Voters under 40 not interested in election: academic
THIS year's Federal Budget and election campaign are failing to interest people under 40, a Griffith University researcher says.
Griffith Business School's Dr Katherine Hunt said voters in that age group were disengaged and did not have candidates who shared their values.
"And now the budget, election - they are more or less the same thing - is not delivering anything of interest or benefit to young people," she said.
Dr Hunt singled out superannuation, housing affordability and jobseeker incentives as key issues where Treasurer Scott Morrison came up short in the budget.
"As a result there is less incentive for people under 40 to invest in super," she said.
"There are less tax breaks, investing is now more complicated and there is more risk of invested money being affected by future retrospective budgets. "With super less attractive to people under 40, housing affordability is also diminished for them."
Dr Hunt also criticised the plan to place jobseekers under the age of 25 in internships of up to 25 hours a week to earn an extra $200 fortnightly on top of their welfare payments.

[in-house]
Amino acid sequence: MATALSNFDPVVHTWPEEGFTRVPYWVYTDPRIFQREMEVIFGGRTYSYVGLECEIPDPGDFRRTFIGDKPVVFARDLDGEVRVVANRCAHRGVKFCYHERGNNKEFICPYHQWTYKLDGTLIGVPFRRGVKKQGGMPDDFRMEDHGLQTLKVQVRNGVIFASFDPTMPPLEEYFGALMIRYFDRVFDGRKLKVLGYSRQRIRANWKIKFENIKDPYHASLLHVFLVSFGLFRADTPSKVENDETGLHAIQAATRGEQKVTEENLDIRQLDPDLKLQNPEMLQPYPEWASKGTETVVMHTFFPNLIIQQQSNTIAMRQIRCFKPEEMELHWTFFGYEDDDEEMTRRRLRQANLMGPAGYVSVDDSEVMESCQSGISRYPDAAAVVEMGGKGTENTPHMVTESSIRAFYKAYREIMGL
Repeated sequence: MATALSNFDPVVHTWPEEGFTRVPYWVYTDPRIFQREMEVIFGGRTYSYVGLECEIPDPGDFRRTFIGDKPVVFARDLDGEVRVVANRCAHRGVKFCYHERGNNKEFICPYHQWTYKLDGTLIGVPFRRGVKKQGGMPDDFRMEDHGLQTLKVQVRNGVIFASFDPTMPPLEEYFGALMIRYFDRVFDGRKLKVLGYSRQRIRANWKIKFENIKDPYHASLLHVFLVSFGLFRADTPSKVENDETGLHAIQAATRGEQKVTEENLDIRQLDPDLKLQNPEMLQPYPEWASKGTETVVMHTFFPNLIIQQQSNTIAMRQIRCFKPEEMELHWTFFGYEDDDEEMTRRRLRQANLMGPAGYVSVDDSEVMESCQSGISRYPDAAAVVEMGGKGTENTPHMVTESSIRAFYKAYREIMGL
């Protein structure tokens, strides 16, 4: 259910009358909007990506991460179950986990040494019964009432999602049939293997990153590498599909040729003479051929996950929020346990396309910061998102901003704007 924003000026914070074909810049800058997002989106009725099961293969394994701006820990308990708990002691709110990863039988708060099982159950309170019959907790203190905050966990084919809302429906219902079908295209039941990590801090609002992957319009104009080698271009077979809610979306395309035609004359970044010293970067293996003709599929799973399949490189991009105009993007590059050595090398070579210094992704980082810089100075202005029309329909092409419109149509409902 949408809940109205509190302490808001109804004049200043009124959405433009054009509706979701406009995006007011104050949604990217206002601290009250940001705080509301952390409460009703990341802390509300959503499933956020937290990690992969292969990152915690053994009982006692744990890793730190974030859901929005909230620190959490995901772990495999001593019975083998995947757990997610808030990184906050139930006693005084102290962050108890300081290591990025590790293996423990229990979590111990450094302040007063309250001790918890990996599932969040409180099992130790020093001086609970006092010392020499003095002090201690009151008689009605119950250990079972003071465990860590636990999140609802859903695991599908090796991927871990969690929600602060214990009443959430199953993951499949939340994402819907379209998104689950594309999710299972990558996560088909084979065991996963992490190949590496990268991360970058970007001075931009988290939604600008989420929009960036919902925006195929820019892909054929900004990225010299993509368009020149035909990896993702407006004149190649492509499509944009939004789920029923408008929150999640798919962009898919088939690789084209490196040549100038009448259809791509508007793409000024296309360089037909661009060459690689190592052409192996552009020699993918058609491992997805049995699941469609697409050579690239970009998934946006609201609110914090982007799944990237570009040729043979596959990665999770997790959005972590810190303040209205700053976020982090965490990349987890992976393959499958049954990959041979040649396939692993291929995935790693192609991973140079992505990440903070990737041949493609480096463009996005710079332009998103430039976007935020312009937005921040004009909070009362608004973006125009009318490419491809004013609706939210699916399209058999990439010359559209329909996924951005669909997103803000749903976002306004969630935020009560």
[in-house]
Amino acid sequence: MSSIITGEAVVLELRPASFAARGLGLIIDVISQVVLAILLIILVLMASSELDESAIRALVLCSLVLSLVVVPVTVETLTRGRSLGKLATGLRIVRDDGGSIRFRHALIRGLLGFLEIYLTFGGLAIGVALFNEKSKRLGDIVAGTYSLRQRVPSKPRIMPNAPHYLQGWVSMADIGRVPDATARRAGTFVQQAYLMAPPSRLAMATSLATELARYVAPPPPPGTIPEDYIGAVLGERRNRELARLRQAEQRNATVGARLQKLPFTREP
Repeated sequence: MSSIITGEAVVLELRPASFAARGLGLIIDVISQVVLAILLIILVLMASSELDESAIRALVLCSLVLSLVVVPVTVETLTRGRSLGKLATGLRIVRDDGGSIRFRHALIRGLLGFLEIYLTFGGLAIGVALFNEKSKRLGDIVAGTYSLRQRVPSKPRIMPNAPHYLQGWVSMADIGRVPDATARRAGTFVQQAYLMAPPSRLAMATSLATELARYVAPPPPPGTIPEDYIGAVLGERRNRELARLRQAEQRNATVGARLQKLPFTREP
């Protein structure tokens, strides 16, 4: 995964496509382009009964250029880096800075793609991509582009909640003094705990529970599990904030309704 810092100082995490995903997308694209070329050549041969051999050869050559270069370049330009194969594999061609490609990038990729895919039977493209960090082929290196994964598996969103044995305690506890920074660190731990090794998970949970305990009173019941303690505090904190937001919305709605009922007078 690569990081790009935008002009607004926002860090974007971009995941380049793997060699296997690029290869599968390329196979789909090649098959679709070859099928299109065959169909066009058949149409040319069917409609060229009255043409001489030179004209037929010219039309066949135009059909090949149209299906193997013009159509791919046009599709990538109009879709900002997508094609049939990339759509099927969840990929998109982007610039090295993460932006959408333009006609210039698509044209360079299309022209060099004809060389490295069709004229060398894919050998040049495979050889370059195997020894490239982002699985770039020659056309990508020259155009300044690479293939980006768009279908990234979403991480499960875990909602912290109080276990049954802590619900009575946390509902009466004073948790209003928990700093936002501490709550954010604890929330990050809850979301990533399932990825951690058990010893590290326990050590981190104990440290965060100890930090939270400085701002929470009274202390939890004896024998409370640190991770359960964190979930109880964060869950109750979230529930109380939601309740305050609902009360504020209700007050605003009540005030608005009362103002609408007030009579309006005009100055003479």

"How demoralising is this message?" she said.
"It's 2016 and young people want more from life than just the economy.
"They want ethical investing, social business and community-minded educational institutions."
The Millennial generation had also been missed, Dr Hunt said.
"These people are the future," she said.
"Innovation and growth don't happen when a whole generation is undereducated, disenfranchised, and in rental accommodation," she said.
"These people want to be engaged in everything, from their cereal box to their job advancement.
"Yet they are being left behind in two key political senses - actual benefits from political decision-making and policy; and the dearth of candidates who speak to their values."
Dr Hunt pointed to the impact of Democratic candidate Bernie Sanders on the same demographic in the US presidential campaign.
She said he had mobilised an entire generation and would likely win if the US had compulsory voting.
"We have no candidate who has said anything remotely inspiring, visionary, or interesting to young people," she said.